“The American servicemen and women who took Baghdad were professionals—disciplined, courteous, and task-oriented,” Galbraith wrote. “Unfortunately, their political masters were so focused on making the case for war, so keen to vanquish their political foes at home, felt certain that Iraqis would embrace American-style democracy, yet they were so blinded by their own ideology that they failed to plan for the most obvious tasks following military victory.”
Desert Storm, the campaign that brought Saddam down and turned him over to his Shiite enemies to be hanged, “will only leave the US with an open-ended commitment in circumstances of uncontrollable turmoil,” Galbraith wrote.” The only possible objective, he wrote, was to avoid a worsening civil war. The Bush administration and the Obama Administration that followed had little taste for doing that.
The problem was that by disbanding the national police and destroying Iraq’s remaining national institutions, (“Stuff happens,” Rumsfeld famously said) there was no longer a country in existence. It reverted to what it was, created artificially by colonial powers with three constituent components: a pro-western Kurdistan, an Iran-dominated Shiite theocracy in the south, and a chaotic Sunni Arab region in the center.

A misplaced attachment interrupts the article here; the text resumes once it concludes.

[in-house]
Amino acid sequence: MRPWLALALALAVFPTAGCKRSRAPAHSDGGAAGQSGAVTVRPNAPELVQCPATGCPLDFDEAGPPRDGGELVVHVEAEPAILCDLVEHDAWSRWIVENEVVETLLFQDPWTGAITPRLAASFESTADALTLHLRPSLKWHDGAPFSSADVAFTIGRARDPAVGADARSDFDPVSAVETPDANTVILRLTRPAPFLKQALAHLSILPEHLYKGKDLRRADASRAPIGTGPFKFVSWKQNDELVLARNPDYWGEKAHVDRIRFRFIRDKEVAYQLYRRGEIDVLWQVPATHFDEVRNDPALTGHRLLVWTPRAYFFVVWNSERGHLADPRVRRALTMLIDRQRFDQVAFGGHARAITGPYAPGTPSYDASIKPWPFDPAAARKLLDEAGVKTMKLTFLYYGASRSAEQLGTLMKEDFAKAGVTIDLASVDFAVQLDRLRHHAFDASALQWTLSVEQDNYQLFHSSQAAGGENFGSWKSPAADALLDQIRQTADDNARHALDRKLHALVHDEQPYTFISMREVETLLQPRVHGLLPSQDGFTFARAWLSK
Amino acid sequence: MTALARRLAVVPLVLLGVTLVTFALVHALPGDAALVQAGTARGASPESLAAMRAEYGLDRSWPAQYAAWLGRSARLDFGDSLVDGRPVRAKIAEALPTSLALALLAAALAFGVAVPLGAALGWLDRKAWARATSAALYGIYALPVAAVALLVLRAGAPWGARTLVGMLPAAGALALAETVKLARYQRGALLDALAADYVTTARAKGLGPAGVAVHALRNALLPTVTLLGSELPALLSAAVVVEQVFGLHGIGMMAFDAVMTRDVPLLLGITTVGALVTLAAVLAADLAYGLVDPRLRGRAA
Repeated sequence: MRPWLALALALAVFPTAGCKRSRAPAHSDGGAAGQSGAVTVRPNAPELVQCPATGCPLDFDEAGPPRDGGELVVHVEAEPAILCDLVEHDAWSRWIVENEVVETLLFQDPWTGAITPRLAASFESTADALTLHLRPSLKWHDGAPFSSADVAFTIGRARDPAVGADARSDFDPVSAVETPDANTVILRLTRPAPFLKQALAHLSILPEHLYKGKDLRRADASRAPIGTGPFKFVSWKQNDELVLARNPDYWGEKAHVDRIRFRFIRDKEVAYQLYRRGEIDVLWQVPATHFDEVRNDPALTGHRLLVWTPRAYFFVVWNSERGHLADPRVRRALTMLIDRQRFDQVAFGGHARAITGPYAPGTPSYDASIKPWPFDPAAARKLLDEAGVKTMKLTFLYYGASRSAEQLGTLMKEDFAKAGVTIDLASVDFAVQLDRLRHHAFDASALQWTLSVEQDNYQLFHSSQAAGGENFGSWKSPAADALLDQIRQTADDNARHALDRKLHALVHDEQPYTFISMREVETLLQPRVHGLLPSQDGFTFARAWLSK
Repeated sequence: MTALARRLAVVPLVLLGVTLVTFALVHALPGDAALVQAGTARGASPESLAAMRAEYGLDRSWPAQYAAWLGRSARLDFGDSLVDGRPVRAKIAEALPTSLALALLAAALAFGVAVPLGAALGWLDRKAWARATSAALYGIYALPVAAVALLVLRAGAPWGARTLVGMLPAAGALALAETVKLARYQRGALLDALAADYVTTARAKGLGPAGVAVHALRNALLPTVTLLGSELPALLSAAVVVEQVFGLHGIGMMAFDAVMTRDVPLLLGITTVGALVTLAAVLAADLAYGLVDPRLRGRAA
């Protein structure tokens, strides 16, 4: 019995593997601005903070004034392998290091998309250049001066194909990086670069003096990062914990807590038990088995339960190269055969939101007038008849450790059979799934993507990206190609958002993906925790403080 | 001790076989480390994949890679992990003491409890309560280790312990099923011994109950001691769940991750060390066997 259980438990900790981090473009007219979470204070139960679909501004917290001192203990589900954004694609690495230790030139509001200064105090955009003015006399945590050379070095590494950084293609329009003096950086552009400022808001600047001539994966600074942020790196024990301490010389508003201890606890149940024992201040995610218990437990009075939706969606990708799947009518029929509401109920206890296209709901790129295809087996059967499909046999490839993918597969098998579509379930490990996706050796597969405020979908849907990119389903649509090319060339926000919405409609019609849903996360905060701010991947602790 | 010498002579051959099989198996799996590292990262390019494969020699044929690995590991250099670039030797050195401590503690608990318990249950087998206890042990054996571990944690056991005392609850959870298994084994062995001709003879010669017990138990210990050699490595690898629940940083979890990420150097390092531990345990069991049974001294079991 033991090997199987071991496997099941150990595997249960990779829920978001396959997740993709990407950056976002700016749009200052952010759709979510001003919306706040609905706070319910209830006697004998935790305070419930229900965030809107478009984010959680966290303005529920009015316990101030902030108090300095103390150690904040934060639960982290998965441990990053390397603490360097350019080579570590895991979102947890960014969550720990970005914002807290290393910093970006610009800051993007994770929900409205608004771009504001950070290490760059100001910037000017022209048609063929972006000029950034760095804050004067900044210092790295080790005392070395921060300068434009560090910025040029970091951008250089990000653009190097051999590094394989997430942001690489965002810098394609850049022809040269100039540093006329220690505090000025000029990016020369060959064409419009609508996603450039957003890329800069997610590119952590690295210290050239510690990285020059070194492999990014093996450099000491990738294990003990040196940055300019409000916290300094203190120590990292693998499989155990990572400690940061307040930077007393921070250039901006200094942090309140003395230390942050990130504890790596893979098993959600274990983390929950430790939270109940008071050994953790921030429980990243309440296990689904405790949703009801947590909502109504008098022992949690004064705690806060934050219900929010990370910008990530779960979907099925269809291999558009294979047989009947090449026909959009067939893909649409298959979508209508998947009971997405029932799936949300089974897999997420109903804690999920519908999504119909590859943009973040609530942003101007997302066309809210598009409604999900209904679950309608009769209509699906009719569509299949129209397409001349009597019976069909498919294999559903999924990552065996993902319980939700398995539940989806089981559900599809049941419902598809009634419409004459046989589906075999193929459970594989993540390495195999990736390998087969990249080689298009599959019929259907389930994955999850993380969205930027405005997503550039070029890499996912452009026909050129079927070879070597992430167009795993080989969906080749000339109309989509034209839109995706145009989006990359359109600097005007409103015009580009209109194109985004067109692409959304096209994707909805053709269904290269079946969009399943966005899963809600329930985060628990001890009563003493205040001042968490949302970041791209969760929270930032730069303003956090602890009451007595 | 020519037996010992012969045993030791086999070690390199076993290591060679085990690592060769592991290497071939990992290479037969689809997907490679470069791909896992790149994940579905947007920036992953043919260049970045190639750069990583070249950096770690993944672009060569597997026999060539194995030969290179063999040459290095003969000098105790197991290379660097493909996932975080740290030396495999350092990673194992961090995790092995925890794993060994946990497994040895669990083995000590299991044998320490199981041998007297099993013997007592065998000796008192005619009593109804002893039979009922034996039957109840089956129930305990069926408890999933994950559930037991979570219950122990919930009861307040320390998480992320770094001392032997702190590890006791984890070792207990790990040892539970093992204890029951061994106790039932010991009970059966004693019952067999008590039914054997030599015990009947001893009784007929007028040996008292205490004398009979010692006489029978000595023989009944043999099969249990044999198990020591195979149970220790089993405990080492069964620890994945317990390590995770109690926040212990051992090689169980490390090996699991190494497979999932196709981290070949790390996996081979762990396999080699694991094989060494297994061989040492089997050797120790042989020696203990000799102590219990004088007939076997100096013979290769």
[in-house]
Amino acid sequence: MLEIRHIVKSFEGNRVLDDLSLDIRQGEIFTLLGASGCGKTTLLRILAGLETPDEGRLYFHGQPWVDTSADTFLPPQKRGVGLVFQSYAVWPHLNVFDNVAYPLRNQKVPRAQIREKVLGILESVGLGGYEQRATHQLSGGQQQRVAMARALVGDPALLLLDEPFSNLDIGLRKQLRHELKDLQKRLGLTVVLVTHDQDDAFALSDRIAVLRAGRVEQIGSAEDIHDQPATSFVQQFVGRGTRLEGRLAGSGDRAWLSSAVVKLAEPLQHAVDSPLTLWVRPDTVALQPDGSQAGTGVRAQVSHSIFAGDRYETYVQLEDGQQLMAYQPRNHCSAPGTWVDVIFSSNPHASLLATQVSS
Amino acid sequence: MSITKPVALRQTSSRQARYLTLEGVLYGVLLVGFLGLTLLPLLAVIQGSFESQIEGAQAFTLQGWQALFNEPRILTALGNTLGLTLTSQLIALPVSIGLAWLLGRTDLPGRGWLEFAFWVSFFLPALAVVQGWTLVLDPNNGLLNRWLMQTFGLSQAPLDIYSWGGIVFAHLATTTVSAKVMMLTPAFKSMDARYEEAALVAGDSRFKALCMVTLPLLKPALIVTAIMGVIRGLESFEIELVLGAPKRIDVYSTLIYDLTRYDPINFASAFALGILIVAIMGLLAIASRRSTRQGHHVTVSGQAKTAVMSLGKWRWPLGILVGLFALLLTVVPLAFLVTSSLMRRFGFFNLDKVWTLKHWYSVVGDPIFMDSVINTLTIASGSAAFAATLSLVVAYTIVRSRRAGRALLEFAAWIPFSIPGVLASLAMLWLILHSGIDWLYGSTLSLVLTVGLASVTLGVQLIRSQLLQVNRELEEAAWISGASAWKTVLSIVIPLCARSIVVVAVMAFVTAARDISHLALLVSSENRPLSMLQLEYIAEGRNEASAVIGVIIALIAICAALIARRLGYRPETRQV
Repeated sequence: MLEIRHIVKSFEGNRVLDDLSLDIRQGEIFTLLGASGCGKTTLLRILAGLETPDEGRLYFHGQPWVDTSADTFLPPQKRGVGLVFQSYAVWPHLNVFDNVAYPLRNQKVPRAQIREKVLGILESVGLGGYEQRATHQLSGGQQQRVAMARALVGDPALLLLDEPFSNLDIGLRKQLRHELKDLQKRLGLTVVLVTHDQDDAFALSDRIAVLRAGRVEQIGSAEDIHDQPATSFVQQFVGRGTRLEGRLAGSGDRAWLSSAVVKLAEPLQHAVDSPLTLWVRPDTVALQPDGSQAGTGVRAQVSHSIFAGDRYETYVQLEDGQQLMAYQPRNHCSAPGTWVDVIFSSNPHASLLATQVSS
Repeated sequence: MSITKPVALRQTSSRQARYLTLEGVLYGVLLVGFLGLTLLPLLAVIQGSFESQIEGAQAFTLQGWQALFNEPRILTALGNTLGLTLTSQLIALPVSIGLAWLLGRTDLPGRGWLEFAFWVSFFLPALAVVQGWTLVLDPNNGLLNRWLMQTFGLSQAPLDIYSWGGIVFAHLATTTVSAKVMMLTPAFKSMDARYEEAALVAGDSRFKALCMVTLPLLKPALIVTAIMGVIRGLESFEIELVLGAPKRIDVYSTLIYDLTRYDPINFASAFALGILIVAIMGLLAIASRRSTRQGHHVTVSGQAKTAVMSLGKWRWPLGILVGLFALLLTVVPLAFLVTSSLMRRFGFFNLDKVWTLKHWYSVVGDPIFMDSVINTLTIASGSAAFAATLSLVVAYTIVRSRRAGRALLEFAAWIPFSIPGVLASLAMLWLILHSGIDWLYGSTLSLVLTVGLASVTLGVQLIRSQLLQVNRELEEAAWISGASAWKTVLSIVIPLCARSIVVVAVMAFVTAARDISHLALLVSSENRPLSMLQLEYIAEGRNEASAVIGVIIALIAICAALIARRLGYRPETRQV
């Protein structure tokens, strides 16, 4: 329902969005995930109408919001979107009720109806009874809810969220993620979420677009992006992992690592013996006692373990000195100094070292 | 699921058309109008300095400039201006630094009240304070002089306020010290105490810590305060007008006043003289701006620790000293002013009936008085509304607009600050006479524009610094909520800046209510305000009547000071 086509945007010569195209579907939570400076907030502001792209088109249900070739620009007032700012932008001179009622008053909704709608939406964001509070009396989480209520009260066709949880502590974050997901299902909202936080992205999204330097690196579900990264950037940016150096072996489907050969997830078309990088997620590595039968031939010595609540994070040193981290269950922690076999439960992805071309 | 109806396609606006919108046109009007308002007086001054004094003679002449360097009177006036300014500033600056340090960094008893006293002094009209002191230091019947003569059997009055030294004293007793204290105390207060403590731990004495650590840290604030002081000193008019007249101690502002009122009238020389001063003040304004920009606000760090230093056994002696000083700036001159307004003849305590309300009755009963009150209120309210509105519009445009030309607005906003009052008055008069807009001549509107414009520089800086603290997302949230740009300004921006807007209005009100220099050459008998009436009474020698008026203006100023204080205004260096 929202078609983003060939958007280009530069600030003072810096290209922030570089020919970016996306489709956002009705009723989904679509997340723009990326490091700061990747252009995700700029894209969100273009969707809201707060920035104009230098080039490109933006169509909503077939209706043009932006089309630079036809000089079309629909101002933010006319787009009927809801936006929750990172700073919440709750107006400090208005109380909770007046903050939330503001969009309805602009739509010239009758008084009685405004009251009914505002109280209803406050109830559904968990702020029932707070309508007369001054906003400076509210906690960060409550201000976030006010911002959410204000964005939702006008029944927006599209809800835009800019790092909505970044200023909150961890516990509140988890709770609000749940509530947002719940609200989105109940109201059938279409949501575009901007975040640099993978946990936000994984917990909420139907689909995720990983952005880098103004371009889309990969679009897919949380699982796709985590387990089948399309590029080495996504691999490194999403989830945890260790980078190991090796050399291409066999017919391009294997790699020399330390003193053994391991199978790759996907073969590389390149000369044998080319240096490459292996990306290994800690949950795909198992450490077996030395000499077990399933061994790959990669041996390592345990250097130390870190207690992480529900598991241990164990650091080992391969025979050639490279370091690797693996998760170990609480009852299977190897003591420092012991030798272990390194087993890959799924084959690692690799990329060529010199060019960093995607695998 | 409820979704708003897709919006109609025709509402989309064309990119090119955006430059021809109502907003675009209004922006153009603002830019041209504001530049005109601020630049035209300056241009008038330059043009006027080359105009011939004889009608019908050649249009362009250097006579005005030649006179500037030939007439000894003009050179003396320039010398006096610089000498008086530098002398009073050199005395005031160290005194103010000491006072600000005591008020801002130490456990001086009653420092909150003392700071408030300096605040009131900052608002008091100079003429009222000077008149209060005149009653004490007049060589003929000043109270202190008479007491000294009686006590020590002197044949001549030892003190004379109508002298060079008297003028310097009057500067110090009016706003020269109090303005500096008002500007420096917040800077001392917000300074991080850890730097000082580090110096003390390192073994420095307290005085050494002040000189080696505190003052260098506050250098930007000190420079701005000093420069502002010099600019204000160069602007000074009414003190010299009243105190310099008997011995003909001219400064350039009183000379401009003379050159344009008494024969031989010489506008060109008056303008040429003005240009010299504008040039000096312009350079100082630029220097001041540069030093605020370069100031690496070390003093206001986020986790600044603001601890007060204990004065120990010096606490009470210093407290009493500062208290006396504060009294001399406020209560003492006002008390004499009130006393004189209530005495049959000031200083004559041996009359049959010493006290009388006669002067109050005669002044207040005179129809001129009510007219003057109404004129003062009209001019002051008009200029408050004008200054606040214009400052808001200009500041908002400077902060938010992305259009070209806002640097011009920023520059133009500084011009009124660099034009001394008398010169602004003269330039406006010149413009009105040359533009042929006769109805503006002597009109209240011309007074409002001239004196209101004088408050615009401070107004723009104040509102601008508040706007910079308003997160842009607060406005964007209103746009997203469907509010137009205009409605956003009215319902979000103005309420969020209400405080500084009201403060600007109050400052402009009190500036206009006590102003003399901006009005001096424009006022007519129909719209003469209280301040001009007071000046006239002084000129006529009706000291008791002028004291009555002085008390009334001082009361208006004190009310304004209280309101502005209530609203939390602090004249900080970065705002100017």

“You cannot have a national unity government when there is no nation, no unity and no government,” Galbraith wrote. “Rather than trying to preserve or hold together a unified Iraq, the US must accept the reality of Iraq’s breakup and work with the Shiites, Kurds, and Sunni Arabs to strengthen the already semi-independent regions.
George H.W. Bush and his advisors knew that, which is arguably why that coalition’s troops stopped short of Baghdad. It is inexplicable why that knowledge never percolated down to his son’s government. The National Security Agency and the CIA obvously knew it, although many Arabists in the defense and intelligence establishment were driven out because they were gay.
As Bush and Scowcroft predicted, the invasion destabilized the entire Middle East, strengthening the Shia ayatollahs in Iran, who immediately started making common cause with their Shia brethren in Baghdad, creating, financing and arming the Shia movements in southern Iraq.
President Barack Obama has now inherited the mess. He apparently comes in for well-deserved criticism for not being sufficiently aggressive in keeping the saddle and bridle on Iraqi President Nouri al-Maliki, a Shiite, and for not arming moderate forces in Syria when the Arab Spring kicked off against Bashir Assad, instead allowing the burgeoning of Islamic extremists, much as they flowered in Afghanistan against the client government of the Russians, which fell in 1989.
Now the Sunnis and Shiites are at each other’s throats, murdering each other with uncommon efficiency. Dick Cheney predictably is arguing for a US return to the country that the Americans liberated in 2003 and thought they had taught parliamentary democracy to. History has taught us that one thing will stop Shiites and Sunnis from murdering each other, and that is the opportunity to murder outsiders.